2020 is shaping up as yet another important year in the current bull market run. Whether it’s the threat to slowing global growth, all-important elections, central bank policy or the rise of environmental and social issues – namely climate change – the next 12 months look to be busy both here and abroad. Here are five things our team is looking at the start of 2020:
1. Modest bounce in global growth
It’s been more than ten years since the last recession and as the global economy continues to grow at a moderate rate – the International Monetary Fund estimates the global economy grew at 3% in 2019. Following the China and US trade conflict of 2019, we believe it’s unlikely they’ll strike a comprehensive trade deal, which if true, will continue to hinder global growth.
In 2020 central banks are projected to remain accommodative, and when monetary policy is exhausted, fiscal stimulus is looking increasingly likely. A number of countries including New Zealand, the UK and Japan, intend to increase government spending – and there’s pressure for other countries to do more. Popular targets include improving infrastructure, tackling climate change and reducing inequality.
2. Interest rates to remain low
This time last year some central banks, including the US Federal Reserve, were hiking interest rates. Fast forward 12 months, and the tables have turned. A rise in geopolitical uncertainty and lacklustre growth led to central banks cutting rates.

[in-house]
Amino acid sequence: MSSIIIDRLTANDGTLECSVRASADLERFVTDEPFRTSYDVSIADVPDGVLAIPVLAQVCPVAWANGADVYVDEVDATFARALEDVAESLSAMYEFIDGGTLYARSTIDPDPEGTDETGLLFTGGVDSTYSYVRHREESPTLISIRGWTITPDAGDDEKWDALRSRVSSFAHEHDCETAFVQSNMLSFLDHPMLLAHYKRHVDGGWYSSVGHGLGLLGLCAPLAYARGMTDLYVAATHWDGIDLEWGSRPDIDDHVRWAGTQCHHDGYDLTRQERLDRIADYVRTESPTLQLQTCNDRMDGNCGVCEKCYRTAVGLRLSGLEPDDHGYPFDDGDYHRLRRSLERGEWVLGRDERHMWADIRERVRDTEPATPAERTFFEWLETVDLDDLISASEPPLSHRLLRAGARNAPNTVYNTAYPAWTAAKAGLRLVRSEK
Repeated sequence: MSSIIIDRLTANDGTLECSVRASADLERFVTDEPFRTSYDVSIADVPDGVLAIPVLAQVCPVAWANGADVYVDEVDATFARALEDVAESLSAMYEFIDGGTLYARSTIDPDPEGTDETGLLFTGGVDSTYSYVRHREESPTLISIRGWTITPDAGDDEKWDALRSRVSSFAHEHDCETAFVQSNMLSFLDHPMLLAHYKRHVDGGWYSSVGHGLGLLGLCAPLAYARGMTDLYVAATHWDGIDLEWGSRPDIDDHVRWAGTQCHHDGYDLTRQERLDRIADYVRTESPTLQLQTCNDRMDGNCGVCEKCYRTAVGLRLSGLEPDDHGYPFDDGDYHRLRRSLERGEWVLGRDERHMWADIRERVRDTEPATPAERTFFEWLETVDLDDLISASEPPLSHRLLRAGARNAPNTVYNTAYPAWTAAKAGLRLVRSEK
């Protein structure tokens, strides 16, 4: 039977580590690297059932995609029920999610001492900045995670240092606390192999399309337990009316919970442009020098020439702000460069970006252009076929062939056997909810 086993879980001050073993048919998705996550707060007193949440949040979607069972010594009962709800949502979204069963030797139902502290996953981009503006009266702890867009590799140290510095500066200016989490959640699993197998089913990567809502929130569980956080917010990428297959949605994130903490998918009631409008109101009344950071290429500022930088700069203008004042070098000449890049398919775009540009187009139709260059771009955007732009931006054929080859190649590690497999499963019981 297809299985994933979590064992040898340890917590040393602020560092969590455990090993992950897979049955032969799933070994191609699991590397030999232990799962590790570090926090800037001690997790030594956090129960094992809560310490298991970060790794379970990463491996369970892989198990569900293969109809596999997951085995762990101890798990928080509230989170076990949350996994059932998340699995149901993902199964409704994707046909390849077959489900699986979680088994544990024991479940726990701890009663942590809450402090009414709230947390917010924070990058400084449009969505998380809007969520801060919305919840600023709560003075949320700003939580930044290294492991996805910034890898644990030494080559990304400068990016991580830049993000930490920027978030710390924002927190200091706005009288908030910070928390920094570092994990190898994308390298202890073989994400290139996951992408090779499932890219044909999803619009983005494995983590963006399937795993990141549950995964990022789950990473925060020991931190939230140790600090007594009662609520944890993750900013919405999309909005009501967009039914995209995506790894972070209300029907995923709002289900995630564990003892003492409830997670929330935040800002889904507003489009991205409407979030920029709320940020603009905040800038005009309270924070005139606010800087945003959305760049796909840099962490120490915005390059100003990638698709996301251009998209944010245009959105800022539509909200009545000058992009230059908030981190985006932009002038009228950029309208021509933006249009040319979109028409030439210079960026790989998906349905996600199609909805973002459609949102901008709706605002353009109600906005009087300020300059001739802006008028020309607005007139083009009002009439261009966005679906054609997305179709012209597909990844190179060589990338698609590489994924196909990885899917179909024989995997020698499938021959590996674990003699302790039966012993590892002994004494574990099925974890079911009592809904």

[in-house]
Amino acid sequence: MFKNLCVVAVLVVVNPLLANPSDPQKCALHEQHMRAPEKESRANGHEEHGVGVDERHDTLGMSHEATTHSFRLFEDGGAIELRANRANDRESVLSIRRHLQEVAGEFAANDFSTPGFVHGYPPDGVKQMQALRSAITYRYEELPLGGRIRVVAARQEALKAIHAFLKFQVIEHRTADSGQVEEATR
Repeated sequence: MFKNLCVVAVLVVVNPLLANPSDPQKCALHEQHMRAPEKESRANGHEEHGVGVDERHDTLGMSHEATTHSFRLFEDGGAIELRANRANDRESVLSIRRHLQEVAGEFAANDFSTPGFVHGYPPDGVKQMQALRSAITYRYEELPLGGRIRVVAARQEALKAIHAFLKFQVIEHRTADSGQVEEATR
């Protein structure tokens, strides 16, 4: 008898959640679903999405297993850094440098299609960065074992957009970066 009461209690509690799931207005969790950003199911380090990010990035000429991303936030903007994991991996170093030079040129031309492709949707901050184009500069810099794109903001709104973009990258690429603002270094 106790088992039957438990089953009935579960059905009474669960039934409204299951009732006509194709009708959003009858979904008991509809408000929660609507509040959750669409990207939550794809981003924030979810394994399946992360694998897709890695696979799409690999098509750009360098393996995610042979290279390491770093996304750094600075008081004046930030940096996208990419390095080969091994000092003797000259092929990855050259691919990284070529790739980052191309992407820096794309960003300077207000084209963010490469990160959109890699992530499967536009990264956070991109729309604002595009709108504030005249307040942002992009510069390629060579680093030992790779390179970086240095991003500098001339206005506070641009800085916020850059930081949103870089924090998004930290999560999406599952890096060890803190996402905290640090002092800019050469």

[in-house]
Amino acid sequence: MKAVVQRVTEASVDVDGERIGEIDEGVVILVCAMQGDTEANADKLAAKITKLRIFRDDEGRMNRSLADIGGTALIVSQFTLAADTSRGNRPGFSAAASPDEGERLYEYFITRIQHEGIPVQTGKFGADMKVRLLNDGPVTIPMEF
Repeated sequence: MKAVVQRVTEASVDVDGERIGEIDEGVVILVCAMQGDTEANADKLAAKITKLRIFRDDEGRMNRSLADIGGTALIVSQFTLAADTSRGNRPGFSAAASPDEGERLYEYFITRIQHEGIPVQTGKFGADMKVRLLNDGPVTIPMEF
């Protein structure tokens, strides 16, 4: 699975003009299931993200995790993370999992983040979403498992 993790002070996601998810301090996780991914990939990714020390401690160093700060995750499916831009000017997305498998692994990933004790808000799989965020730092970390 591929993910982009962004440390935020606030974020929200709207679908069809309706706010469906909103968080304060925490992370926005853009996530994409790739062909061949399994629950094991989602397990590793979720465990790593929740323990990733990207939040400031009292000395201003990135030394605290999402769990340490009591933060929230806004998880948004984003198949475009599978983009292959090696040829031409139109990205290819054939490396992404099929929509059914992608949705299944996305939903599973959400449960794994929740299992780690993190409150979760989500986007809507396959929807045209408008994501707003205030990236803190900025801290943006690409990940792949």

Interest rates are now near or at neutral levels, and we see the prospect of future rate cuts in 2020 slowing, if not ending. However, central banks will remain accommodative to support global economies.
Regionally, we see Australia most likely to cut rates, exacerbated by terrible natural disasters. In New Zealand, the prospect of further cuts has fallen following a bounce in business confidence and the government’s recent NZ$12 billion infrastructure investment announcement.
3. Geopolitical risks to keep market volatility elevated
Rising geopolitical unrest across the globe continues to be a strong theme heading into 2020.
Hong Kong pro-democracy protests plunged the local economy into recession in 2019. Should the US get embroiled further in the conflict, we see this weighing on trade relations with China.
Another substantial geopolitical risk out of Europe, at least from an economic perspective, is Brexit. After the Conservative Party and Boris Johnson’s victory in December 2019, the break-up from the EU could happen by end of January 2020. This will not end economic and political uncertainty, with trade deals and negotiations set to complicate matters. Given this, we expect ongoing volatility in UK assets as it navigates its way to a smooth exit from the EU.